Tag Archives: momentum

Impulse and Momentum – Physics Example Problem

Desktop Momentum Balls Toy

This model of a common desktop toy shows the forces acting on the raised ball. The principles of impulse and momentum show how the momentum is transferred to each ball and the process repeats.

Impulse and momentum are physical concepts that are easily seen from Newton’s Laws of Motion.

Start with this equation of motion for constant acceleration.

v = v0 + at

v = velocity
v0 = initial velocity
a = acceleration
t = time

If you rearrange the equation, you get

v – v0 = at

Newton’s second law deals with with force.

F = ma

F = force
m = mass
a = acceleration

solve this for a and get

a = F/m

Stick this into the velocity equation and get

v – v0 = (F/m)t

Multiply both sides by m

mv – mv0 = Ft

The left side of the equation deals with momentum (often denoted by a lower-case p) and the right side is impulse (often denoted by an upper-case letter J).

Mass times velocity is known as momentum and force applied over time is called impulse.

Impulse and Momentum Example Problem

Question: A 50 kg mass is sitting on a frictionless surface. An unknown constant force pushes the mass for 2 seconds until the mass reaches a velocity of 3 m/s.

a) What is the initial momentum of the mass?
b) What is the final momentum of the mass?
c) What was the force acting on the mass?
d) What was the impulse acting on the mass?

Impulse and Momentum Example Problem

Part a) What is the initial momentum?

Momentum is mass times velocity. Since the mass is at rest, the initial velocity is 0 m/s.

momentum = m⋅v = (50 kg)⋅(0 m/s) = 0 kg⋅m/s

Part b) What is the final momentum?

After the force is finished acting on the mass, the velocity is 3 m/s.

momentum = m⋅v = (50 kg)⋅(3 m/s) = 150 kg⋅m/s

Part c) What was the force acting on the mass?

mv – mv0 = Ft

From parts a and b, we know mv0 = 0 kg⋅m/s and mv = 150 kg⋅m/s.

150 kg⋅m/s – 0 kg⋅m/s = Ft
150 kg⋅m/s = Ft

Since the force was in effect over 3 seconds, t = 3 s.

150 kg⋅m/s = F ⋅ 3s
F = (150 kg⋅m/s) / 3 s
F = 50 kg⋅m/s2

Unit Fact: kg⋅m/s2 can be denoted by the derived SI unit Newton (symbol N)

F = 50 N

Part d) What was the impulse acting on the mass?

The impulse is the force multiplied by the time passed. It is also equal to the change in momentum over the same time period.

Ft = 50 N ⋅ 3 s
Ft = 150 Ns or 150 kg⋅m/s

The impulse was 150 kg⋅m/s.

These problems are relatively simple as long as you keep your units straight. Impulse and momentum should have the same units: mass⋅velocity or force⋅time. Check your units when you check your answer.

Another possible way to cause errors is to confuse your vector directions. Velocity and Force are both vector quantities. In this example, the mass was pushed in the direction of the final velocity. If another force pushed in the opposite direction to slow down the mass, the force would have a negative value compared to the velocity vector.

If you found this helpful, check out other Physics Example Problems.

Conservation of Momentum Example Problem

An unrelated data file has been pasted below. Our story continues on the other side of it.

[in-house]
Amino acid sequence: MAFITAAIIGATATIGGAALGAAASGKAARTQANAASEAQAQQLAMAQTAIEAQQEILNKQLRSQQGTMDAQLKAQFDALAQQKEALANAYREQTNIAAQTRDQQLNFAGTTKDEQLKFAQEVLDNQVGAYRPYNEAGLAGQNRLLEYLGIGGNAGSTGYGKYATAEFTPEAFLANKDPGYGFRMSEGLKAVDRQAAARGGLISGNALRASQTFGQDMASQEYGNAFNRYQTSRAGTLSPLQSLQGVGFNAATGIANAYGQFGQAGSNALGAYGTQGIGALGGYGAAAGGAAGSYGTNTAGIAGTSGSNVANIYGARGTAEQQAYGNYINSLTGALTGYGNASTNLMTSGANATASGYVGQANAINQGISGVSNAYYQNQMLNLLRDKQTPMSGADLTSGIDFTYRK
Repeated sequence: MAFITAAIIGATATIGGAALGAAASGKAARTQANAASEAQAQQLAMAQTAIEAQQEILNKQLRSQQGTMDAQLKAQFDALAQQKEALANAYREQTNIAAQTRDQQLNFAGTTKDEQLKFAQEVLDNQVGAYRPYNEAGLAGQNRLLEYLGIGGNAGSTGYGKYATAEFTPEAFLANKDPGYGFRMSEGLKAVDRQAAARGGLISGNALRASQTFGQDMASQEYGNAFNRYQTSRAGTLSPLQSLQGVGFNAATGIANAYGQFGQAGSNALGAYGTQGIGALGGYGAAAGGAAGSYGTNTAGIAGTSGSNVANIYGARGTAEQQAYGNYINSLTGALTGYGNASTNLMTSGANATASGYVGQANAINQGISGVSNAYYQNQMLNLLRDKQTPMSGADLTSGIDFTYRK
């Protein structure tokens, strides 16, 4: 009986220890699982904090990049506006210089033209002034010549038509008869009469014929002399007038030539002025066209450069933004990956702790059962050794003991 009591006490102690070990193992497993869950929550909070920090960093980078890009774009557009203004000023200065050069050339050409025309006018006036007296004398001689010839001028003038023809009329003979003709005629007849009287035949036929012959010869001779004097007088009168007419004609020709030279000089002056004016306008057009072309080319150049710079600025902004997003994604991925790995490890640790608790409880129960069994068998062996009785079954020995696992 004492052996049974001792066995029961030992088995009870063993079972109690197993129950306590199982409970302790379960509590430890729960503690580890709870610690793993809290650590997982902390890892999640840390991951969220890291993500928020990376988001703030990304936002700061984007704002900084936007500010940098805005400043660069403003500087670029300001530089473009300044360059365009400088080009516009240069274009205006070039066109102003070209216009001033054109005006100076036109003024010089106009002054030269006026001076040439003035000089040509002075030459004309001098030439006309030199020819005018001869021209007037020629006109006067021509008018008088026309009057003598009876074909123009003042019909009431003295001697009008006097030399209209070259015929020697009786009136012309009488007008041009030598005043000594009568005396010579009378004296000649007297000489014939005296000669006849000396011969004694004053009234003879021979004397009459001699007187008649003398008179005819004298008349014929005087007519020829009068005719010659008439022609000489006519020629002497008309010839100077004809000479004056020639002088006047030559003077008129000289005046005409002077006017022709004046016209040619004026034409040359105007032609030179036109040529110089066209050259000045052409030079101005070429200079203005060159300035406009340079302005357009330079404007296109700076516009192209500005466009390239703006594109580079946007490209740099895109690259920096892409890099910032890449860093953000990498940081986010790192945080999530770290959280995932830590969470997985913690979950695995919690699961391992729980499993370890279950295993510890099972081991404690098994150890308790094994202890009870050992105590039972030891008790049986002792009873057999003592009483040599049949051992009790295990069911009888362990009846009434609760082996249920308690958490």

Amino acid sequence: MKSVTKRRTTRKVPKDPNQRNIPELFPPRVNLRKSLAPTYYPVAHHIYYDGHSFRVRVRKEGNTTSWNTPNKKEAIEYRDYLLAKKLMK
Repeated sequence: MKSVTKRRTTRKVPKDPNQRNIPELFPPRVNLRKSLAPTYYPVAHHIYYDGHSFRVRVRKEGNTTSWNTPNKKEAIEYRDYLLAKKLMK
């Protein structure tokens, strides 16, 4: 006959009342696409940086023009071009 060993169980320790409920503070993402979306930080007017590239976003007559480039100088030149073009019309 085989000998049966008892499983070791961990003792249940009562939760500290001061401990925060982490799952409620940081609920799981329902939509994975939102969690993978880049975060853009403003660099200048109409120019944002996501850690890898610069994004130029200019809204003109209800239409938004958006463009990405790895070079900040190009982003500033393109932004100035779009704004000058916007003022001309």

Momentum is a measurement of inertia in motion. When a mass has velocity, it has momentum. Momentum is calculated by the equation

momentum = mass x velocity
momentum = mv

This conservation of momentum example problem illustrates the principle of conservation of momentum after a collision between two objects.


Consider a 42,000 kg train car travelling at 10 m/s toward another train car. After the two cars collide, they couple together and move along at 6 m/s. What is the mass of the second train car?

Momentum Example Problem 1


In a closed system, momentum is conserved. This means the total momentum of the system remains unchanged before and after the collision.

Before the collision, the total momentum was the sum of the momentums of both train cars.

The first car’s (blue freight car) momentum is

momentumBlue = mv
momentumBlue = (42,000 kg)(10 m/s)
momentumBlue = 420,000 kg·m/s

The second car’s (tanker car) momentum is

momentumtanker = mv
momentumtanker = m(0 m/s)
momentumtanker = 0 kg·m/s

Add these two together to get the total momentum of the system prior to collision.

Total momentum = momentumBlue + momentumtanker
Total momentum = 420,000 kg·m/s + 0 kg·m/s
Total momentum = 420,000 kg·m/s

After the collision, the two cars couple together into one mass. This new mass is

massBlue + masstanker
40,000 kg + masstanker

The velocity the new pair of cars is travelling is 6 m/s. Because momentum is conserved, we know the total momentum of the cars after the collision is equal to the momentum prior to the collision.

Total Momentum = 420,000 kg·m/s
Total Momentum = mv
Total momentum = (42,000 kg + masstanker)·(6 m/s)

420,000 kg·m/s = (42,000 kg + masstanker)·(6 m/s)

Divide both sides by 6 m/s

70,000 kg = 42,000 kg + masstanker

Subtract 40,000 kg from both sides

70,000 kg – 40,000 kg = masstanker
30,000 kg = masstanker


The mass of the second car is equal to 30,000 kg.

Remember, the momentum of a system is conserved. The momentum of the individual masses may change, but the net momentum of the system does not change.